Four mutually incompatible Argentine ant supercolonies in Japan: inferring invasion history of introduced Argentine ants from their social structure
- 278 Downloads
In recent years, highly invasive ant species successively invaded warm regions of Asia. In Japan, the Argentine ant, Linepithema humile, has become established in several coastal regions. This species forms unusual social organizations called supercolonies consisting of numerous mutually non-aggressive nests. We studied the behavioral relationships, similarity of cuticular hydrocarbon profiles (nestmate recognition cue), and genetic relationships among the introduced Argentine ant populations of Japan. The Japanese populations were divided into four behaviorally, chemically, and genetically distinct supercolonies, which may have derived from independent source populations. The result represents the recent trend of increasing invasions of invasive ants to Asia. The discontinuous distribution of one supercolony throughout most of the Japanese range suggests rapid expansion of the supercolony via human-mediated jump dispersal. Meanwhile, localization of the other three supercolonies in Kobe Port provides the first evidence for multiple invasions of distinct supercolonies into a base for international trade.
KeywordsAsia Biological invasion Invasion history Japan Linepithema humile Supercolony
We would like to express our sincere thanks to Yukio Ishikawa and Toshiharu Akino for their enormous help in the chemical analyses, Fuminori Ito for providing an early draft of Okaue et al. (2007), Sugihiko Hoshizaki and Ryo Nakano for thoughtful advice, Hironori Sakamoto and Shun Suzuki for encouragement, and two anonymous referees for valuable comments on the manuscript.
- Lewis PO, Zaykin D (1998) Genetic data analysis software. Computer program for the analysis of allelic data. Version 1.0. http://alleyn.eeb.ucon.edu/gda/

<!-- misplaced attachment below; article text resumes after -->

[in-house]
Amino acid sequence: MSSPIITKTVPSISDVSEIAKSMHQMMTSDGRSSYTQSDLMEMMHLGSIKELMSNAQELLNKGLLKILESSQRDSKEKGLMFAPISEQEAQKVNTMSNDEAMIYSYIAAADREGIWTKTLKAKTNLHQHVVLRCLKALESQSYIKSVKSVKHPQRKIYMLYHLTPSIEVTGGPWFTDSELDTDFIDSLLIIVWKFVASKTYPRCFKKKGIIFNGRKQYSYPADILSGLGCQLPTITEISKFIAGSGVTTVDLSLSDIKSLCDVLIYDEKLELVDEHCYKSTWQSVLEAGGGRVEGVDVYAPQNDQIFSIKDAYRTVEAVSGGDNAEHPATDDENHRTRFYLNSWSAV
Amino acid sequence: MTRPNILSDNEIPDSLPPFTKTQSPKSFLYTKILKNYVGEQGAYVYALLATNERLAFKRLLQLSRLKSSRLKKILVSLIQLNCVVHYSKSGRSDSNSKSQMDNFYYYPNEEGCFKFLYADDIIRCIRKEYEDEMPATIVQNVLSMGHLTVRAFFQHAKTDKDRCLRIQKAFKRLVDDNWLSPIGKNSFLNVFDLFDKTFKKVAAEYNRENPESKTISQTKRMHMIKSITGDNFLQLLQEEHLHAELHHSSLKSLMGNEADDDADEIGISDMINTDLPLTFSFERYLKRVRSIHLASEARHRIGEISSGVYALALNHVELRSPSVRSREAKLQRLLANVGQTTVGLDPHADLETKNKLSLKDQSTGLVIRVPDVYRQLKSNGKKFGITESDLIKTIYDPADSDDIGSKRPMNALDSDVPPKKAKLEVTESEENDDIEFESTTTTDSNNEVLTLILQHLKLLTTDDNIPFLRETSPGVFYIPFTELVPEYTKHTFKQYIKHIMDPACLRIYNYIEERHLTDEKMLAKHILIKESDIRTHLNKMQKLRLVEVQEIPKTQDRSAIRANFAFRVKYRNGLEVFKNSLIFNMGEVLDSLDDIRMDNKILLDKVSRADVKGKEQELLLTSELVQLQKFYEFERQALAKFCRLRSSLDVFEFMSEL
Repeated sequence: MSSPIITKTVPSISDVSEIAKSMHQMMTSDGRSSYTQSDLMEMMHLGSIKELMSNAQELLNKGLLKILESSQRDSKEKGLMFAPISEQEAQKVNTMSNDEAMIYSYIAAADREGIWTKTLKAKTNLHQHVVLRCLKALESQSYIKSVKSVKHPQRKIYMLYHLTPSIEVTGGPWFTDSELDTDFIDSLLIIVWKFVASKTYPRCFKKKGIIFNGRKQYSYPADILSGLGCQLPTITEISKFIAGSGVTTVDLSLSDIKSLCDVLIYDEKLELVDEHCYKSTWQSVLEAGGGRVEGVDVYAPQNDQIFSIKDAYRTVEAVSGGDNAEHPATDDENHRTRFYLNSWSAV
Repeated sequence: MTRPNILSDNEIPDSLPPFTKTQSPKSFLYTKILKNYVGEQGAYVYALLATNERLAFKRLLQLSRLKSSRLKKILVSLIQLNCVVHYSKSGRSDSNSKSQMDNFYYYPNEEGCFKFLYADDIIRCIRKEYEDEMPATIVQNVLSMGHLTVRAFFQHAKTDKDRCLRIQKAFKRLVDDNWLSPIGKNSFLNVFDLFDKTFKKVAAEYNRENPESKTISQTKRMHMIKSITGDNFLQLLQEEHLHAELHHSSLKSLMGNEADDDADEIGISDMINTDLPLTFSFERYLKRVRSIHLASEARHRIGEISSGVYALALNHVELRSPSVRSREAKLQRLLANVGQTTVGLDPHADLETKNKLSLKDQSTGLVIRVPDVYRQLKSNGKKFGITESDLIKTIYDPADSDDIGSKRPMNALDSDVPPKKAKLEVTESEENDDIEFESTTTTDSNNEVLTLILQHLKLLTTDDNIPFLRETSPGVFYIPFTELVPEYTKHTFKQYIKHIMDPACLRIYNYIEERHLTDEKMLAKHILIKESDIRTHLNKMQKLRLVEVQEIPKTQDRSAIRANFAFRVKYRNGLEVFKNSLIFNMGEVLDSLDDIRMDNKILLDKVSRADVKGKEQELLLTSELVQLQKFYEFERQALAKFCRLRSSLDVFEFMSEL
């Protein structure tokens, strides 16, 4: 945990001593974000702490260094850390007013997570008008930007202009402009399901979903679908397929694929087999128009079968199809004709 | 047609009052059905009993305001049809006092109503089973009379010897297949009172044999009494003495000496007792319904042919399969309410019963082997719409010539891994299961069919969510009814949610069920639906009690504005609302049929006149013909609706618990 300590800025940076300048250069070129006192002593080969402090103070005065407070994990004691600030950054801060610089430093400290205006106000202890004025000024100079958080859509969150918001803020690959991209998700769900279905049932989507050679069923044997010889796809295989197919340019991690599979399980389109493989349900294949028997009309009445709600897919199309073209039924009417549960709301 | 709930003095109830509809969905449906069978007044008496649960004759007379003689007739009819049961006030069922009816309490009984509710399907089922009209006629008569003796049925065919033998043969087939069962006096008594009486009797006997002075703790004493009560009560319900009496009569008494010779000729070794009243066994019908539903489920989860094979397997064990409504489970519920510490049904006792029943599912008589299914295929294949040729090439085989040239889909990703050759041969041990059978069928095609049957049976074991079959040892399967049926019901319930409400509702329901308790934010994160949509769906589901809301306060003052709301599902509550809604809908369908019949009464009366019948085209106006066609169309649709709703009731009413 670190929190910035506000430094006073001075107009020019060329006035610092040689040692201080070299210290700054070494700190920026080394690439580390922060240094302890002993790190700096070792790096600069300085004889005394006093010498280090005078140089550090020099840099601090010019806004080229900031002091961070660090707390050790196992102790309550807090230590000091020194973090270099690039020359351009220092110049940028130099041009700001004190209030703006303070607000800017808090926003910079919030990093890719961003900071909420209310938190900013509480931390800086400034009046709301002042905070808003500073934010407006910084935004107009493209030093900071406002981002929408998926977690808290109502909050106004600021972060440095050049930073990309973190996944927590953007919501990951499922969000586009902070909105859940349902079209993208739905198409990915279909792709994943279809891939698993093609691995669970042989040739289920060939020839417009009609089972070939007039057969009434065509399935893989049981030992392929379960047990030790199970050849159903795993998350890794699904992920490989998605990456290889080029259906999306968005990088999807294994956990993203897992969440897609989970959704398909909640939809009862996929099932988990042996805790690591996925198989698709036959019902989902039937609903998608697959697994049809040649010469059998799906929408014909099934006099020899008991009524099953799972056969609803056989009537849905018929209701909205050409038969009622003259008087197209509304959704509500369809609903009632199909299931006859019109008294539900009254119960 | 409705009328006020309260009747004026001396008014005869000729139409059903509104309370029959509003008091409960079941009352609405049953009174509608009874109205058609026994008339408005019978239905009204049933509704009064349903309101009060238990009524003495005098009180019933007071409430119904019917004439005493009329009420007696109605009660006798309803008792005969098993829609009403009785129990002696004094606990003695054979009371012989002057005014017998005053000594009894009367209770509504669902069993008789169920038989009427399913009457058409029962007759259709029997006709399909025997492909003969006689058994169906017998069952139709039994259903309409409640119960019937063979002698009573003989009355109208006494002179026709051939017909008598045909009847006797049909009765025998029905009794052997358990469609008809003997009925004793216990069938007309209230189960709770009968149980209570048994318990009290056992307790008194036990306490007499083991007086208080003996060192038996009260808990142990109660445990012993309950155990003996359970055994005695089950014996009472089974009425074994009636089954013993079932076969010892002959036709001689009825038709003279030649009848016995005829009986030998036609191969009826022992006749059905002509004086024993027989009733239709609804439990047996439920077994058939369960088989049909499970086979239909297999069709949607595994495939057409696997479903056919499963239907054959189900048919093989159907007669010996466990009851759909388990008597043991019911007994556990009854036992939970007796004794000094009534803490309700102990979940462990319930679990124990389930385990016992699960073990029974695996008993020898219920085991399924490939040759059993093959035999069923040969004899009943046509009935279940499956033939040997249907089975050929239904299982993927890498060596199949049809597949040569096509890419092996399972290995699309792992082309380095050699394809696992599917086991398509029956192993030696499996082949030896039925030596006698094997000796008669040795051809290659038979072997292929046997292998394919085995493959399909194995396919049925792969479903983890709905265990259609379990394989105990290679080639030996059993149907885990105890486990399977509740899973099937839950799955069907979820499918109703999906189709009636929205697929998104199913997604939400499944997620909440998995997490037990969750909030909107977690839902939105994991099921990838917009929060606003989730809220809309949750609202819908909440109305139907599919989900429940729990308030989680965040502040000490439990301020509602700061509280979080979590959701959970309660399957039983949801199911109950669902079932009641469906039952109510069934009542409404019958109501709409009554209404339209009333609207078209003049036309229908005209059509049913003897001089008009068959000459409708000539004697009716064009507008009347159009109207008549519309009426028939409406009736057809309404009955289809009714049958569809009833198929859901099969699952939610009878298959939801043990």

- Okaue M, Yamamoto K, Touyama Y, Kameyama T, Terayama M, Sugiyama T, Murakami K, Ito F (2007) Distribution of the Argentine ant, Linepithema humile, along the Seto Inland Sea, western Japan: result of surveys in 2003–2005. Entomol Sci 10:337–342Google Scholar
- Pedersen JS, Krieger MJB, Vogel V, Giraud T, Keller L (2006) Native supercolonies of unrelated individuals in the invasive Argentine ant. Evol Int J Org Evol 60:782–791Google Scholar
- R Development Core Team (2007) R: a language and environment for statistical computing. R Foundation for Statistical Computing, ViennaGoogle Scholar
- Radchenko A (2005) Monographic revision of the ants (Hymenoptera: Formicidae) of North Korea. Ann Zool 55:127–221Google Scholar
- Raymond M, Rousset F (1995) GENEPOP (version 1.2): a population genetic software for exact test and ecumenicism. J Hered 86:248–249Google Scholar
- Sambrook J, Fritsch EF, Maniatis T (1989) Molecular cloning: a laboratory manual, 2nd edn. Cold Spring Harbor Laboratory Press, WoodburyGoogle Scholar
- Sneath PHA, Sokal RR (1973) Numerical taxonomy. Freeman, San FranciscoGoogle Scholar
- Sunamura E, Nishisue K, Terayama M, Tatsuki S (2007) Invasion of four Argentine ant supercolonies into Kobe Port, Japan: their distributions and effects on indigenous ants (Hymenoptera: Formicidae). Sociobiology 50:659–674Google Scholar
- Wright S (1951) The genetical structure of populations. Ann Eugen 15:323–354Google Scholar